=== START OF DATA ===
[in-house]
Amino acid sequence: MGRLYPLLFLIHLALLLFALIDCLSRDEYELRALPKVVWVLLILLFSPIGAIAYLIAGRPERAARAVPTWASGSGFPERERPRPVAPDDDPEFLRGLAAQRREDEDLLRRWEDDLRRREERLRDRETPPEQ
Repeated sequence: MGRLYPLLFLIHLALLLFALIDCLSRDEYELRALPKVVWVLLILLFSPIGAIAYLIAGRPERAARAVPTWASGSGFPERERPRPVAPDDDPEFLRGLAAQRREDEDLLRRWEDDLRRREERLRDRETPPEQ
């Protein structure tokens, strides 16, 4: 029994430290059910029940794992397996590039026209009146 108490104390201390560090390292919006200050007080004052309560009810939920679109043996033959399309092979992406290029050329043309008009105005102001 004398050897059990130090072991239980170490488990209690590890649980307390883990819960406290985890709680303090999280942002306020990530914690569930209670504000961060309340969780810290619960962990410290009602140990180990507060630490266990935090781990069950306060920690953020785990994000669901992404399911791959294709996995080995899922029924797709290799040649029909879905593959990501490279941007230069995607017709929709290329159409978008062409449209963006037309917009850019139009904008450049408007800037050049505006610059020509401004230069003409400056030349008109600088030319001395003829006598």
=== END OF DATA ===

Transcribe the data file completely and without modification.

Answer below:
[in-house]
Amino acid sequence: MGRLYPLLFLIHLALLLFALIDCLSRDEYELRALPKVVWVLLILLFSPIGAIAYLIAGRPERAARAVPTWASGSGFPERERPRPVAPDDDPEFLRGLAAQRREDEDLLRRWEDDLRRREERLRDRETPPEQ
Repeated sequence: MGRLYPLLFLIHLALLLFALIDCLSRDEYELRALPKVVWVLLILLFSPIGAIAYLIAGRPERAARAVPTWASGSGFPERERPRPVAPDDDPEFLRGLAAQRREDEDLLRRWEDDLRRREERLRDRETPPEQ
């Protein structure tokens, strides 16, 4: 029994430290059910029940794992397996590039026209009146 108490104390201390560090390292919006200050007080004052309560009810939920679109043996033959399309092979992406290029050329043309008009105005102001 004398050897059990130090072991239980170490488990209690590890649980307390883990819960406290985890709680303090999280942002306020990530914690569930209670504000961060309340969780810290619960962990410290009602140990180990507060630490266990935090781990069950306060920690953020785990994000669901992404399911791959294709996995080995899922029924797709290799040649029909879905593959990501490279941007230069995607017709929709290329159409978008062409449209963006037309917009850019139009904008450049408007800037050049505006610059020509401004230069003409400056030349008109600088030319001395003829006598």